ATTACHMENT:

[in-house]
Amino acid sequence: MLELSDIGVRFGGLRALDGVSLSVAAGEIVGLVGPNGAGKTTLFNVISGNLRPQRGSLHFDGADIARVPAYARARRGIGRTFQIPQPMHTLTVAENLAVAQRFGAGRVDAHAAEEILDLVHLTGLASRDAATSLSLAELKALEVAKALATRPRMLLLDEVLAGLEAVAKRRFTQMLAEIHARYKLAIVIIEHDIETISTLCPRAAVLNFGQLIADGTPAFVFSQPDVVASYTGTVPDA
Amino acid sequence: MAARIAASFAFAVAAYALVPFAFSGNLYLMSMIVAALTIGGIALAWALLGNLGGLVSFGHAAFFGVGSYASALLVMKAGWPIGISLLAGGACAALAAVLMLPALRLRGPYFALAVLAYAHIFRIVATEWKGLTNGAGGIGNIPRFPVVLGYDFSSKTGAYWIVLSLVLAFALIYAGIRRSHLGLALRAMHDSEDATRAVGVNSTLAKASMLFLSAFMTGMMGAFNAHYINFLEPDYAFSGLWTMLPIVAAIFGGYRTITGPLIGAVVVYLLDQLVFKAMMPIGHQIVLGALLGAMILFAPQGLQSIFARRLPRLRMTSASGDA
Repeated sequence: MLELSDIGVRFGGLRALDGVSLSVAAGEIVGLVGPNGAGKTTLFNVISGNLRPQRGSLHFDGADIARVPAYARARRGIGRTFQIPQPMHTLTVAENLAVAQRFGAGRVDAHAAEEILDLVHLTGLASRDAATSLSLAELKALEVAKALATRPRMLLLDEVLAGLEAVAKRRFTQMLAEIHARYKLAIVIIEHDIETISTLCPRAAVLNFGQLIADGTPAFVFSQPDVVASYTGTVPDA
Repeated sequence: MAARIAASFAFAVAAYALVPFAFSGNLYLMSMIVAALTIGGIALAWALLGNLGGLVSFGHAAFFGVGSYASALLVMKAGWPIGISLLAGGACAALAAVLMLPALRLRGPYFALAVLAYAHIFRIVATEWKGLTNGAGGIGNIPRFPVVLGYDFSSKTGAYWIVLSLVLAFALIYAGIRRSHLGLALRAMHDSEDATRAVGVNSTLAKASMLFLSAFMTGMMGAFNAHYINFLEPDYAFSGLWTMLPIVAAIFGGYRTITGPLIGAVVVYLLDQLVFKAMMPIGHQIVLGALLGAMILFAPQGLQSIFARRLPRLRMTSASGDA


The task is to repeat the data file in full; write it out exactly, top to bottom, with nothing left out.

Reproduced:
[in-house]
Amino acid sequence: MLELSDIGVRFGGLRALDGVSLSVAAGEIVGLVGPNGAGKTTLFNVISGNLRPQRGSLHFDGADIARVPAYARARRGIGRTFQIPQPMHTLTVAENLAVAQRFGAGRVDAHAAEEILDLVHLTGLASRDAATSLSLAELKALEVAKALATRPRMLLLDEVLAGLEAVAKRRFTQMLAEIHARYKLAIVIIEHDIETISTLCPRAAVLNFGQLIADGTPAFVFSQPDVVASYTGTVPDA
Amino acid sequence: MAARIAASFAFAVAAYALVPFAFSGNLYLMSMIVAALTIGGIALAWALLGNLGGLVSFGHAAFFGVGSYASALLVMKAGWPIGISLLAGGACAALAAVLMLPALRLRGPYFALAVLAYAHIFRIVATEWKGLTNGAGGIGNIPRFPVVLGYDFSSKTGAYWIVLSLVLAFALIYAGIRRSHLGLALRAMHDSEDATRAVGVNSTLAKASMLFLSAFMTGMMGAFNAHYINFLEPDYAFSGLWTMLPIVAAIFGGYRTITGPLIGAVVVYLLDQLVFKAMMPIGHQIVLGALLGAMILFAPQGLQSIFARRLPRLRMTSASGDA
Repeated sequence: MLELSDIGVRFGGLRALDGVSLSVAAGEIVGLVGPNGAGKTTLFNVISGNLRPQRGSLHFDGADIARVPAYARARRGIGRTFQIPQPMHTLTVAENLAVAQRFGAGRVDAHAAEEILDLVHLTGLASRDAATSLSLAELKALEVAKALATRPRMLLLDEVLAGLEAVAKRRFTQMLAEIHARYKLAIVIIEHDIETISTLCPRAAVLNFGQLIADGTPAFVFSQPDVVASYTGTVPDA
Repeated sequence: MAARIAASFAFAVAAYALVPFAFSGNLYLMSMIVAALTIGGIALAWALLGNLGGLVSFGHAAFFGVGSYASALLVMKAGWPIGISLLAGGACAALAAVLMLPALRLRGPYFALAVLAYAHIFRIVATEWKGLTNGAGGIGNIPRFPVVLGYDFSSKTGAYWIVLSLVLAFALIYAGIRRSHLGLALRAMHDSEDATRAVGVNSTLAKASMLFLSAFMTGMMGAFNAHYINFLEPDYAFSGLWTMLPIVAAIFGGYRTITGPLIGAVVVYLLDQLVFKAMMPIGHQIVLGALLGAMILFAPQGLQSIFARRLPRLRMTSASGDA